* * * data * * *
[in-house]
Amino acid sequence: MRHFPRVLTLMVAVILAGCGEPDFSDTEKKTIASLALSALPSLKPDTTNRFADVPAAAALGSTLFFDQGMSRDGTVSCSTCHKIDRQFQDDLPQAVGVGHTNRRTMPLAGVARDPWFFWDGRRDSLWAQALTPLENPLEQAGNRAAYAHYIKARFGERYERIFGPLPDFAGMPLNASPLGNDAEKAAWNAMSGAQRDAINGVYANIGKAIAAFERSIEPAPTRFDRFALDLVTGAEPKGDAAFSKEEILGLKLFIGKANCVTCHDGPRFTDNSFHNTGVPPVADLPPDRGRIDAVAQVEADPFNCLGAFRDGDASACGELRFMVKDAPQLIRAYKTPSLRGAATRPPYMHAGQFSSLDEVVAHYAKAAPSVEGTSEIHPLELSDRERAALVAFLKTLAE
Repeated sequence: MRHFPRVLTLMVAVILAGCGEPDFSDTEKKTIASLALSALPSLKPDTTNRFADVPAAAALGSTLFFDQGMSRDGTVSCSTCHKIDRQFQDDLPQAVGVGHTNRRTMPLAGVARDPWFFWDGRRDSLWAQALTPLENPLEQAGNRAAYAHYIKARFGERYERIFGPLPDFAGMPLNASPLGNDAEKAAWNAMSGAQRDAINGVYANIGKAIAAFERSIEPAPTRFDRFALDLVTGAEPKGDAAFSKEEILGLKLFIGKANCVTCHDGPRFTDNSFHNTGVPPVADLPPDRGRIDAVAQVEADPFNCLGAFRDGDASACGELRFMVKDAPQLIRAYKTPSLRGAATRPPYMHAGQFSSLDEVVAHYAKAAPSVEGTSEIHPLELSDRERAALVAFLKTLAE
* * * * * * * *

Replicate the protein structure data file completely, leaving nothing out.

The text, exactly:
[in-house]
Amino acid sequence: MRHFPRVLTLMVAVILAGCGEPDFSDTEKKTIASLALSALPSLKPDTTNRFADVPAAAALGSTLFFDQGMSRDGTVSCSTCHKIDRQFQDDLPQAVGVGHTNRRTMPLAGVARDPWFFWDGRRDSLWAQALTPLENPLEQAGNRAAYAHYIKARFGERYERIFGPLPDFAGMPLNASPLGNDAEKAAWNAMSGAQRDAINGVYANIGKAIAAFERSIEPAPTRFDRFALDLVTGAEPKGDAAFSKEEILGLKLFIGKANCVTCHDGPRFTDNSFHNTGVPPVADLPPDRGRIDAVAQVEADPFNCLGAFRDGDASACGELRFMVKDAPQLIRAYKTPSLRGAATRPPYMHAGQFSSLDEVVAHYAKAAPSVEGTSEIHPLELSDRERAALVAFLKTLAE
Repeated sequence: MRHFPRVLTLMVAVILAGCGEPDFSDTEKKTIASLALSALPSLKPDTTNRFADVPAAAALGSTLFFDQGMSRDGTVSCSTCHKIDRQFQDDLPQAVGVGHTNRRTMPLAGVARDPWFFWDGRRDSLWAQALTPLENPLEQAGNRAAYAHYIKARFGERYERIFGPLPDFAGMPLNASPLGNDAEKAAWNAMSGAQRDAINGVYANIGKAIAAFERSIEPAPTRFDRFALDLVTGAEPKGDAAFSKEEILGLKLFIGKANCVTCHDGPRFTDNSFHNTGVPPVADLPPDRGRIDAVAQVEADPFNCLGAFRDGDASACGELRFMVKDAPQLIRAYKTPSLRGAATRPPYMHAGQFSSLDEVVAHYAKAAPSVEGTSEIHPLELSDRERAALVAFLKTLAE